AUSTIN (KXAN) — On the heels of Gov. Greg Abbott’s announcement Monday that some businesses can reopen Friday, Travis County Judge Sarah Eckhardt joined KXAN News Today and gave context on what the county’s response will look like.

Eckhardt put it bluntly when it came to the governor’s announcement.

“I believe the governor opened up too much business too fast,” Eckhardt said.

Eckhardt said she appreciated the statewide response, and she’s grateful for the governor for “setting statewide parameters,” but she says the county and other local governments have a better sense of what’s going on when it comes to local hospital capacity.

“The counties have been on the frontline of this pandemic for two months now,” Eckhardt said. “We have a much clearer, more localized view of what our health care capacity is, and what it looks like if we overrun that capacity. While I agree that now is the time to start planning for a phased and measurable reopening of businesses, there wasn’t a lot of clarity on what those measures are.”

Eckhardt said that’s where local leaders can help a ton, to create a localized template for whether the advance is truly an economic and health advance, or just an economic advance.

Part of Gov. Abbott’s plan is to allow businesses to operate at 25% capacity, but Eckhardt says that’s going to be pretty hard to enforce.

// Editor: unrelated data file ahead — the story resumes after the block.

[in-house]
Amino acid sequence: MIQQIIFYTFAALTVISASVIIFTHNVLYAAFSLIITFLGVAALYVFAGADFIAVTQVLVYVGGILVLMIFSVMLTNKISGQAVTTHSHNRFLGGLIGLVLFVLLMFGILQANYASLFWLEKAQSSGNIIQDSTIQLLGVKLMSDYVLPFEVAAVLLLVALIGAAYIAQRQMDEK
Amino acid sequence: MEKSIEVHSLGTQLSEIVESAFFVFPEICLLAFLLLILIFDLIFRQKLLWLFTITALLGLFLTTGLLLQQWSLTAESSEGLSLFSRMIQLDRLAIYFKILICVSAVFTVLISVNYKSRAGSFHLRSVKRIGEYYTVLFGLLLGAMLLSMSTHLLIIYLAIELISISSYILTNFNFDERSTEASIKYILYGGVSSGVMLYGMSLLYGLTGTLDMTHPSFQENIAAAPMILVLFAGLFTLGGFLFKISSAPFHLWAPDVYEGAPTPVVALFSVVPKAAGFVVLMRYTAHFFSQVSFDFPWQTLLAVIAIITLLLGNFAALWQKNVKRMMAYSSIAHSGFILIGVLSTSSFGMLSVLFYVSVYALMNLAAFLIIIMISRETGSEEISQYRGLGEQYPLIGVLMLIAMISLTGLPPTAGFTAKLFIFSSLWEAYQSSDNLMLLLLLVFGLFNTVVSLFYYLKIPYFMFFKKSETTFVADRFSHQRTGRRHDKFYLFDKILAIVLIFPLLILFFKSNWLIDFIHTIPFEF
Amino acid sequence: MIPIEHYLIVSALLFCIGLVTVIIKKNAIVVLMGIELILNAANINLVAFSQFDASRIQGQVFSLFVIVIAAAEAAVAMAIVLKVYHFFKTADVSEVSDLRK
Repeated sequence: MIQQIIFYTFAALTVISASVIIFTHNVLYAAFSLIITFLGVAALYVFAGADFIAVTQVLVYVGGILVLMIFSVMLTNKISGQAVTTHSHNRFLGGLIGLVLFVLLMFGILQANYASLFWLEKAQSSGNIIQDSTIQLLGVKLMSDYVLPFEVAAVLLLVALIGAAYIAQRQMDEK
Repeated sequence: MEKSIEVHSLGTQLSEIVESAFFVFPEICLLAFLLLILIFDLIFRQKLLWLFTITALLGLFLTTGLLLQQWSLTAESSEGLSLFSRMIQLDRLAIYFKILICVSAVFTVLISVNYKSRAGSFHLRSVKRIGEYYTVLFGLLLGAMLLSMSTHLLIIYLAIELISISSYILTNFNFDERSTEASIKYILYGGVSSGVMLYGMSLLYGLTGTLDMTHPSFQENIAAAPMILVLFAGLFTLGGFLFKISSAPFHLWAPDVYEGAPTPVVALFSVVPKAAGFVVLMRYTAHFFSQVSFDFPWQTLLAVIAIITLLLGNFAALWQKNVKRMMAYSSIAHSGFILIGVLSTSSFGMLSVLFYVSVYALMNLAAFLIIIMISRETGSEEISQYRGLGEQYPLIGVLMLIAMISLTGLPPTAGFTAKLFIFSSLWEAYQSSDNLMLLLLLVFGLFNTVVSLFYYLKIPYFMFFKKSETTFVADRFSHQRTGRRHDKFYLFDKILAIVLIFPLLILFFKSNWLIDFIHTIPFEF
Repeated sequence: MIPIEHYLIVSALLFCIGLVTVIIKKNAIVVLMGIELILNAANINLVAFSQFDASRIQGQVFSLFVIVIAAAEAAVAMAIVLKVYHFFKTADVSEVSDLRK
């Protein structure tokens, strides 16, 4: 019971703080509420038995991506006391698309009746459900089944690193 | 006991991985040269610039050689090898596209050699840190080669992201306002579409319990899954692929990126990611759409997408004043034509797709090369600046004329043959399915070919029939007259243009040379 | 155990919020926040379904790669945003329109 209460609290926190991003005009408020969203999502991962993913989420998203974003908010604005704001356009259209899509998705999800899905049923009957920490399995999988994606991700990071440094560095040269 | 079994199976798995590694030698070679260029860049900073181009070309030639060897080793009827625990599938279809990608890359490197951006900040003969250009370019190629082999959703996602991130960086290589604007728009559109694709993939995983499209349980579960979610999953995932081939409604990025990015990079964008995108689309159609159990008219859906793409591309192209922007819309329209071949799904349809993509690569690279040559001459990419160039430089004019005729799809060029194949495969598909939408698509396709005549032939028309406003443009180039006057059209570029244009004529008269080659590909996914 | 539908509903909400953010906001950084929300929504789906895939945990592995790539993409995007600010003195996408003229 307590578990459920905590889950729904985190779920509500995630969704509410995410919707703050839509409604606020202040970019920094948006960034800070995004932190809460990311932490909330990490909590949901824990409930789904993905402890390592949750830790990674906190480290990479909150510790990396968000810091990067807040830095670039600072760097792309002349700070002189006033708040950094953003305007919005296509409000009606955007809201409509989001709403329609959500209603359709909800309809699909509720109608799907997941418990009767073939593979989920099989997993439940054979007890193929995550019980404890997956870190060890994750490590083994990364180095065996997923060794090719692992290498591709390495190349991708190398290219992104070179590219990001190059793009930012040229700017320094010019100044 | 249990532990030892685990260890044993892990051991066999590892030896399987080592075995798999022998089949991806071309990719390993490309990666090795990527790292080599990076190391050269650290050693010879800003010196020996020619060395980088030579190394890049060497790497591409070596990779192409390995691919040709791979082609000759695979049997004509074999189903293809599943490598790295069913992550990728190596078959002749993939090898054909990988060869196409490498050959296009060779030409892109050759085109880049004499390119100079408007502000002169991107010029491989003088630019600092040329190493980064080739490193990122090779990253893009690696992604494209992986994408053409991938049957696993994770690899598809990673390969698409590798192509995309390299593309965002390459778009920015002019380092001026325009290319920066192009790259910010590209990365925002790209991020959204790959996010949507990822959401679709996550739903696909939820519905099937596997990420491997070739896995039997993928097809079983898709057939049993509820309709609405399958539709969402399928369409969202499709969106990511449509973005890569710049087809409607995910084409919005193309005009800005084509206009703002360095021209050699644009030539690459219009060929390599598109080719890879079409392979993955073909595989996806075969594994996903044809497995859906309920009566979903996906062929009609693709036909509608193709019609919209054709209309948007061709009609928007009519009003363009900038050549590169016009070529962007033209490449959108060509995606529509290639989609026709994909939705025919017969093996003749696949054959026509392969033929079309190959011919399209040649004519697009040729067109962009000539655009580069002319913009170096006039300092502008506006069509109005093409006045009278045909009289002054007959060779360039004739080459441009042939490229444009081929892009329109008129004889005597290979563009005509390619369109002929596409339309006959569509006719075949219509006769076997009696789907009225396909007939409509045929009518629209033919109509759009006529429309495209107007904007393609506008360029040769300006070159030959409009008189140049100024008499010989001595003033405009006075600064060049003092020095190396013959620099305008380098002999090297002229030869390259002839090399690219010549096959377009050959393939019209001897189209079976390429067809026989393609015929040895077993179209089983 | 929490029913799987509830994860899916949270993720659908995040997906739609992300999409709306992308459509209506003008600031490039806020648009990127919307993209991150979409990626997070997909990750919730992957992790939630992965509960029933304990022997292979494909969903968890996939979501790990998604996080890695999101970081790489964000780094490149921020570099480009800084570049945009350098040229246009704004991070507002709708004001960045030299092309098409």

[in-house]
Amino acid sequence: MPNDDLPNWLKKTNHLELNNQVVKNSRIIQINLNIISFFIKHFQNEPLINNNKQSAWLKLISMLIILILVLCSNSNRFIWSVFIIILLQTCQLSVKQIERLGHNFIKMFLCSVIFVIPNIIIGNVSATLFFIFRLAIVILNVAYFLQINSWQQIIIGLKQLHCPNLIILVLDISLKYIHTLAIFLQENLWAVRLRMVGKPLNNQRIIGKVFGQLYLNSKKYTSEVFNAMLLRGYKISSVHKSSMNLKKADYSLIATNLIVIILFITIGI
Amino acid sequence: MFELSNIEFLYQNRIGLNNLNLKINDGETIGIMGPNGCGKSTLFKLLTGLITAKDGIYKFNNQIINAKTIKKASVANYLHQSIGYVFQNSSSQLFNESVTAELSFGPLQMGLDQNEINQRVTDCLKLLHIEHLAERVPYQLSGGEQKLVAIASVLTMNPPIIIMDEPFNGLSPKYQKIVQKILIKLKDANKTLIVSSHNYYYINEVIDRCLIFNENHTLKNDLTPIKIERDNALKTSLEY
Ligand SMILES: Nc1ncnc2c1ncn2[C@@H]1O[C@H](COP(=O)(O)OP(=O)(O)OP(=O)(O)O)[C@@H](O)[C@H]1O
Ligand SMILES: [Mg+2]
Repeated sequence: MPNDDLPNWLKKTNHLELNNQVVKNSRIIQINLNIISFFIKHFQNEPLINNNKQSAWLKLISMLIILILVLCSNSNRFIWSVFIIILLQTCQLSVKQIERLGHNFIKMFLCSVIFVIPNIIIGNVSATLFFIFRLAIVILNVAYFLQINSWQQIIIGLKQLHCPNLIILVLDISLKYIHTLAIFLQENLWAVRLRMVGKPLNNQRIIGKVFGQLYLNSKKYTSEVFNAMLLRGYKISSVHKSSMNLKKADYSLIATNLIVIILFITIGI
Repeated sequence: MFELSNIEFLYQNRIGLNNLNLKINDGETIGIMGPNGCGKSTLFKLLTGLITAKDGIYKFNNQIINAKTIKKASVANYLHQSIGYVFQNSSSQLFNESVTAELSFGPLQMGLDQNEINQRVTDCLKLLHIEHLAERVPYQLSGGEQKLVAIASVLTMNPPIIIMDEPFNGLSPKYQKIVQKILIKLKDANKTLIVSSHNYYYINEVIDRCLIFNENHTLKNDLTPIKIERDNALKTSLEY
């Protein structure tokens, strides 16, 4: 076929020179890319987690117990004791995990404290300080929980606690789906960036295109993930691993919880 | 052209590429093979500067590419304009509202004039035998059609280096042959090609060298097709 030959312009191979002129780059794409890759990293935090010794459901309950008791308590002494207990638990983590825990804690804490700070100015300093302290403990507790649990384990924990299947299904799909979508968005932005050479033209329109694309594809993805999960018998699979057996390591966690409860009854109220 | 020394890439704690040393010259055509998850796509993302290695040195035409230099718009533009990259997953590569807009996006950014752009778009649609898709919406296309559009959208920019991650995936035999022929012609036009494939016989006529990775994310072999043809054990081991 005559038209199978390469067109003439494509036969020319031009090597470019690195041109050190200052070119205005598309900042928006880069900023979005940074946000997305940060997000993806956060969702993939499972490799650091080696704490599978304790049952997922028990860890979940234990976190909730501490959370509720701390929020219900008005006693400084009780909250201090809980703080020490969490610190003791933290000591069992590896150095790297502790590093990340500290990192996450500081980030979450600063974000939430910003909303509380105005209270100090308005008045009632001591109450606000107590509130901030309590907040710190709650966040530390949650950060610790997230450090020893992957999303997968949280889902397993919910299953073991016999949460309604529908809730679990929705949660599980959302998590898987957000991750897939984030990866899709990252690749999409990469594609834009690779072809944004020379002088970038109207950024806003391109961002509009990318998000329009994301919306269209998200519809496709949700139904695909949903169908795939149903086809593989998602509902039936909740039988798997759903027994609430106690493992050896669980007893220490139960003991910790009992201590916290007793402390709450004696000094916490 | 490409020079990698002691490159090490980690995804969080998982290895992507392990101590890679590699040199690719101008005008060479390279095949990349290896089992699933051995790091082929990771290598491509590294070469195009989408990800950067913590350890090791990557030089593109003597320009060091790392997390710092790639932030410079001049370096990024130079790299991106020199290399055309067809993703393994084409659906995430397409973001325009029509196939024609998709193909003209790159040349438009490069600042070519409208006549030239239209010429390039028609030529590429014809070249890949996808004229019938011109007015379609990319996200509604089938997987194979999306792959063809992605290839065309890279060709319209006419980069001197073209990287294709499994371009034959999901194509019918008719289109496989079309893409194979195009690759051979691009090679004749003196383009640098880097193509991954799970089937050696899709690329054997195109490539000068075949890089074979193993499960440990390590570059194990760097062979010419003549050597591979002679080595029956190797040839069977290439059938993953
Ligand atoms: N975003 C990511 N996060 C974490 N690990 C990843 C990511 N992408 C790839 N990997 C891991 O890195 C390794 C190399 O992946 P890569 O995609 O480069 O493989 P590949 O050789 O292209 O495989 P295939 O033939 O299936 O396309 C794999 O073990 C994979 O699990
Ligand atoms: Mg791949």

“That’s one of the troubling aspects of the order itself,” Eckhardt said. “Without an enforcement mechanism, it creates an unlevel playing field.” She said that effectively penalizes businesses that play by the rules.

When asked if she had any input on the governor’s order, or if there was any communication with him or his office about it, Eckhardt simply answered, “No.”

She said the White House’s recommendations for reopening businesses was to have a two-week decline in both actual hospitalizations and positive cases before moving into the first phase.

Eckhardt says Travis County hasn’t seen that yet, and the county’s death rate has climbed.

“The fact that our cases are climbing, our hospitalizations are climbing and our deaths are climbing would indicate to me that it’s not yet time to go into phase one,” Eckhardt said. “That doesn’t mean it’s not time to plan for phase one. I 100% agree with the governor that we do need a phased approach to reopening, but it needs to be measured.”